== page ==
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Did you know that your shunt regulator is in danger? Don’t worry—the fix is free (and free is good).
A feedback circuit commonly used in isolated dc-dc converter applications uses a shunt regulator (such as the ATL431) and an optical isolator to feed the output voltage back to the pulse-width-modulator (PWM) controller. This circuit is effective and easy to use. However, few designers are aware of the hidden electrostatic discharge (ESD)/electrical overstress (EOS) danger this poses.
At first glance, the shunt regulator in Figure 1 seems immune to EOS. An overvoltage on VOUT will cause the cathode voltage to drop and the reference pin will not rise due to the internal diode from the reference pin to the cathode pin. The series resistors will protect the shunt by limiting the current on both the reference and cathode pins. A negative voltage VOUT will not hurt the shunt, due to the rectifier clamping the voltage and the series resistors limiting current to the shunt.
1. The basic shunt regulator initially appears resistant to both electrostatic discharge and electrical overstress, as the series resistors protect the shunt by limiting the current on both the reference and cathode pins.
However, the shunt regulator can be damaged if the voltage across the isolation becomes too high during an ESD event. The weakest point in the isolation is usually the opto-isolator leads. Once the opto-isolator gap is breached, the easiest path for ESD discharge will be though the shunt regulator, as shown by red line in Figure 2.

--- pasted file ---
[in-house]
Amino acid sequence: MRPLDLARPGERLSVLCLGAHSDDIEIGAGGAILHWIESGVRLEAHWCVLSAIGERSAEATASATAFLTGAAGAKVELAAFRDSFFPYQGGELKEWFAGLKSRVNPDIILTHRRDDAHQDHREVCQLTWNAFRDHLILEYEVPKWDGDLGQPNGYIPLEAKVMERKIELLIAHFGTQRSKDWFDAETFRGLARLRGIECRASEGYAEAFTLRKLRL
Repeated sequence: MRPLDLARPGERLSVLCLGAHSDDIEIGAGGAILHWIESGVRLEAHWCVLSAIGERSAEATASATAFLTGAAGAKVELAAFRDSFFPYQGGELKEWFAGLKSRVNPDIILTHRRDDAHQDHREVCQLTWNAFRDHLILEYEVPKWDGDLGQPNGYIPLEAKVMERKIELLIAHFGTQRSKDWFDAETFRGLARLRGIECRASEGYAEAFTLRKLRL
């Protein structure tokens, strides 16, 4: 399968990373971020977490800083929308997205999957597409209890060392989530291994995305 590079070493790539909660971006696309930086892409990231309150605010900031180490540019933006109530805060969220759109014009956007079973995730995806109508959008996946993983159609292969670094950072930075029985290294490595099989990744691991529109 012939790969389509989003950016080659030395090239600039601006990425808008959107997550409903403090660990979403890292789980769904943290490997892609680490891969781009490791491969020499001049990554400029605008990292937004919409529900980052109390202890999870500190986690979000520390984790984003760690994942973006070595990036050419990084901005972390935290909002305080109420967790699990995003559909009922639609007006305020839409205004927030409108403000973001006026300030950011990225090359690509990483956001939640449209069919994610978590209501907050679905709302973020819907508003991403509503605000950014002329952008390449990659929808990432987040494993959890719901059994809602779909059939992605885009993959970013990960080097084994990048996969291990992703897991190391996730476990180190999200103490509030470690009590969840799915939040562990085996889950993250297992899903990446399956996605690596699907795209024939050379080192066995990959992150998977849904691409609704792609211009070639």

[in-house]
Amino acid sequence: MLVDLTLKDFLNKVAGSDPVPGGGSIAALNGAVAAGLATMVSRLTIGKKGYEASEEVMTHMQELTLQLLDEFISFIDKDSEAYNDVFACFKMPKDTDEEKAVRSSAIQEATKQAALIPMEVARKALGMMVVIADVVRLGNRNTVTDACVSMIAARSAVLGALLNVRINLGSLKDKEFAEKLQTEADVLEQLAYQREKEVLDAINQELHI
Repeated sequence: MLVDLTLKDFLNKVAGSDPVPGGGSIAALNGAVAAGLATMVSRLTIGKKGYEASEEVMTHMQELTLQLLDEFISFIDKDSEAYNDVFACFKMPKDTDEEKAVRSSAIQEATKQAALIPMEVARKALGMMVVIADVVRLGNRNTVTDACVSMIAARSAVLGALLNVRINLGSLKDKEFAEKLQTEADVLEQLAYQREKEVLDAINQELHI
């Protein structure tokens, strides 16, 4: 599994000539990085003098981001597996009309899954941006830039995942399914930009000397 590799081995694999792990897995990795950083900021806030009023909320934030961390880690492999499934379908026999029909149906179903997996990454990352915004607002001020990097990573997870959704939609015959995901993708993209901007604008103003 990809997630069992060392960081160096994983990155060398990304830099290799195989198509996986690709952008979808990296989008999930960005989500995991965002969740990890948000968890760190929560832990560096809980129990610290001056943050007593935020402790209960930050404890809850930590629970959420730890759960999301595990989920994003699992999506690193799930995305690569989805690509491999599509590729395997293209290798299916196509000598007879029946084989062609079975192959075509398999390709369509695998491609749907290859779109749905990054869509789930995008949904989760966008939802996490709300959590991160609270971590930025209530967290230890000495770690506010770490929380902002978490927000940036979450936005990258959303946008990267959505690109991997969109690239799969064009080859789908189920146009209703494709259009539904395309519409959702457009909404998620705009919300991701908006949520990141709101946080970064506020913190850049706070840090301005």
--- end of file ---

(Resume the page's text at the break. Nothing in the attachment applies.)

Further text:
2. The red line is the ESD path, with an electric arc across opto-isolator leads.
Moving resistor R1 from the anode of the opto-isolator to the cathode side will protect the shunt during an isolation breach. Moving the resistor has no effect on performance or stability. It works because the opto-isolator breach will now prefer the output capacitor as a path to ground. The red line in Figure 3 shows the new ESD path.
3. The red line is the new ESD path, now with an electric arc in a new path across opto-isolator leads.
Since the shunt regulator is no longer in the primary ESD path, it will survive. The capacitor now takes the current, but it will tolerate much higher ESD energies than the shunt regulator. Depending on which pins on the opto-isolator pass the electric arc, there will still be significant danger to the PWM controller and some danger to the opto-isolator itself.
Another danger can occur in space-constrained designs. If the shunt or its node traces are placed too close to the isolated (hot ground) traces, there’s a chance that an electric arc can occur directly to the shunt or its circuit traces (Fig. 4). In this case, moving R1 will not protect the shunt. The solution is to rotate the shunt so that the anode (ground) is the closest node to the traces on the other side of the isolation gap.
4. Layout matters as much as the schematic diagram, as physically rotating the shunt device changes the arc path.
For additional protection, you can add an intentional spark gap to cause an ESD event to arc from the ground of one side to the ground of the other side. The spark gap will need a substantially lower breakdown voltage to ensure that the arc doesn’t choose an alternate place to cross. It’s clear from Figure 5 that an arc across a spark gap will not stress the components.
5. An additional step is to deliberately include a spark gap across a harmless path between grounds; an arc here will not stress components.
Simple changes can greatly improve ESD performance—and as promised, these changes are free.
Ronald Michallick, a linear applications engineer at Texas Instruments, provides application support for standard linear devices. Ron has nearly two decades of engineering experience, is credited with three patents, and is a graduate of ITT Technical Institute in Tampa, Florida. You can reach him at https://e2e.ti.com/members/11001/
“Understanding Voltage References,” (TI E2E Community Blog Forum)